Barometer Rising Summary
Neil Macrae is serving in France under his uncle Col. Geoffrey Wain when his uncle hatches a disastrous plan to advance on the Germans. Neil is later blamed, arrested, and set to be court-martialed when a bomb strikes and he is presumed dead. After recovering from amnesia, Neil returns to Halifax to look for the only person who can clear his name. Alex Mackenzie is a corporal under Col. Wain and the only other person who can vouch for Neil.
Col. Wain is also sent back to Halifax and works as a transport officer. His daughter Penny had been Neil's lover before he went overseas and has given birth to his child, though Neil does not know about that. Penny, believing Neil was dead, began dating Angus Murray but recently deferred his proposal of marriage. Penny and Neil reunite, and Angus, who previously believed the story of Neil's disgrace, agrees to help him find Alex Mackenzie.
Alex is employed at the shipyard, a job Col. Wain helped him to attain, but still agrees to testify to Neil's innocence. However, the Halifax Explosion occurs, killing and injuring several characters. Penny's aunt and uncle who were fostering her child are killed. Angus and Penny are injured. Alex dies from his injuries, but not before Neil secures an affidavit clearing his name. As it turns out, Col. Wain was also killed in the explosion. In the end, Neil and Penny are reunited with their child.
The main subject of Hugh MacLennan’s novel is the return of Neil Macrae from France to Halifax in order to clear his name. His uncle, Colonel Geoffrey Wain, had ordered an ill-planned advance on the Germans; Wain tried to blame the resulting debacle on Neil, ordering his arrest and court-martial for cowardice. When a shell hit the dugout in which he was being held prisoner, Neil was reported missing, believed killed. It is revealed, however, that he was picked up, badly wounded and amnesiac, and sent to the hospital. His rescuers believed him to be a private in the British North Country regiment that had relieved the Canadians. He gradually recovered his memory but retained his British identity until he returned to Canada.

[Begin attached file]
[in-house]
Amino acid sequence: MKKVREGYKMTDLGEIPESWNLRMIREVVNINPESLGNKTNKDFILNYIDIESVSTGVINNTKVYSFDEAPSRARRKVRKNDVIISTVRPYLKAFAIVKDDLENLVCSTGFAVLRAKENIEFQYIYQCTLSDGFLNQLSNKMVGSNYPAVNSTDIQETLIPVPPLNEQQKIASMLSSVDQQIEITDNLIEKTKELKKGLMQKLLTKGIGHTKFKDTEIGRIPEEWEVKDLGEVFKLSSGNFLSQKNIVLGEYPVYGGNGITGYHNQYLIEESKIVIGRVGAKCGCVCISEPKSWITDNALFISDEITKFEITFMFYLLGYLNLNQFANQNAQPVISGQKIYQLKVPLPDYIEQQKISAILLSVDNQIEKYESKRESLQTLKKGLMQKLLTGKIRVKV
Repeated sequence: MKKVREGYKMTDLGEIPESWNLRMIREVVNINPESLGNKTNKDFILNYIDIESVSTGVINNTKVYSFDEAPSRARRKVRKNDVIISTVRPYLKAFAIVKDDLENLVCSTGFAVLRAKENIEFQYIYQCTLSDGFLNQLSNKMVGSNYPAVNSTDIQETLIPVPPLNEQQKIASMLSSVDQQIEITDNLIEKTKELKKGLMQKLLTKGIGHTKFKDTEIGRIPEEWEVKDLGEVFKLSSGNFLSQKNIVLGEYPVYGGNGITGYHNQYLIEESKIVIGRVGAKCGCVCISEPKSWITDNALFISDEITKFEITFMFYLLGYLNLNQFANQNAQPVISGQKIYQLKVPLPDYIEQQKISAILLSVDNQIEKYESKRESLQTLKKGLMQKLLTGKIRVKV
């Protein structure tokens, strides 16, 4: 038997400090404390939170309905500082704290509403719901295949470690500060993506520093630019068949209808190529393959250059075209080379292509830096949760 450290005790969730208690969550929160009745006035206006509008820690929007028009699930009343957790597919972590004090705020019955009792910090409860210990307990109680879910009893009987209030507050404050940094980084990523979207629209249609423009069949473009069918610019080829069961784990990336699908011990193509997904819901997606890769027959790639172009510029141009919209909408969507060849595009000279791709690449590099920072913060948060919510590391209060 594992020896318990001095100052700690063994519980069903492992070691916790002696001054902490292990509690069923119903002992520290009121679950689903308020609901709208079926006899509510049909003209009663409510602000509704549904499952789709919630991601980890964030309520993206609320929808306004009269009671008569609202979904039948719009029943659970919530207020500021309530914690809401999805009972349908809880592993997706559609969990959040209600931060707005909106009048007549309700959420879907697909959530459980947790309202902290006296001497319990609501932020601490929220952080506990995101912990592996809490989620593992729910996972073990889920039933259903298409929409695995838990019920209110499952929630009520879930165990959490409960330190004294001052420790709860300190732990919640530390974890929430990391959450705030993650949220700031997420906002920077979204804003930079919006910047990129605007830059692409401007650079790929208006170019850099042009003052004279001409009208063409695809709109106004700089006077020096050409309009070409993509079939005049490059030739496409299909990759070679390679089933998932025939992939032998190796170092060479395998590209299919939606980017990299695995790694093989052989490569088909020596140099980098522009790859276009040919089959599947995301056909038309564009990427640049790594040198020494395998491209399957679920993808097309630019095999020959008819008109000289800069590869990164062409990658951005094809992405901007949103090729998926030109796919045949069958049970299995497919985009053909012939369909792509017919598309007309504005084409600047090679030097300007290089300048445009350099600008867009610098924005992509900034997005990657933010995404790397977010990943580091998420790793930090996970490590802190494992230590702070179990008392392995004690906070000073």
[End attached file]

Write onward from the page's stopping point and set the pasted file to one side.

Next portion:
This is the situation when the novel opens, and MacLennan leads gradually into his theme by not naming the shabby man wandering through the streets of Halifax in search of the man who can clear him. The reader learns only later who the wanderer is and how he got there, through flashbacks, one of the main narrative techniques of the novel.
Probably influenced by the classical ideals of unity of time, place, and action, MacLennan has limited the action of his novel to eight days, between December 2, 1917, and December 10, 1917, to one place, Halifax, and to the action of Neil returning to claim his good name. The classical aspect is reinforced by the name of the heroine, Penelope (usually called Penny). Neil is the Odysseus figure returning from his travels to unite with Penelope, with whom he has long been in love and who has borne his daughter. Neil does not know about the child, however, since he embarked for France shortly after spending a night with Penny at a hotel.
Neil is searching for Alex Mackenzie, the corporal whom he had sent back to headquarters with a message that would have cleared him of the charge of cowardice. Penny catches a glimpse of Neil on a streetcar and, although she fails to catch up with this man whom she believed dead, she is convinced of his identity and tells her father, Colonel Wain. Wain is back in Halifax because he has been suspected of incompetence. He is now a transport officer, which allows him to carry on his lucrative wharfing business. He is also scheming to get back to France in a higher command position.
Wain has long hated Neil because his beloved sister died giving birth to him and because Neil is completely opposite to Wain in temperament. Whereas Wain is controlled, conservative, and calculating, Neil is impulsive, generous, and quixotic. When informed by Penny that Neil is back in Halifax, Wain realizes...
(The entire section is 1,127 words.)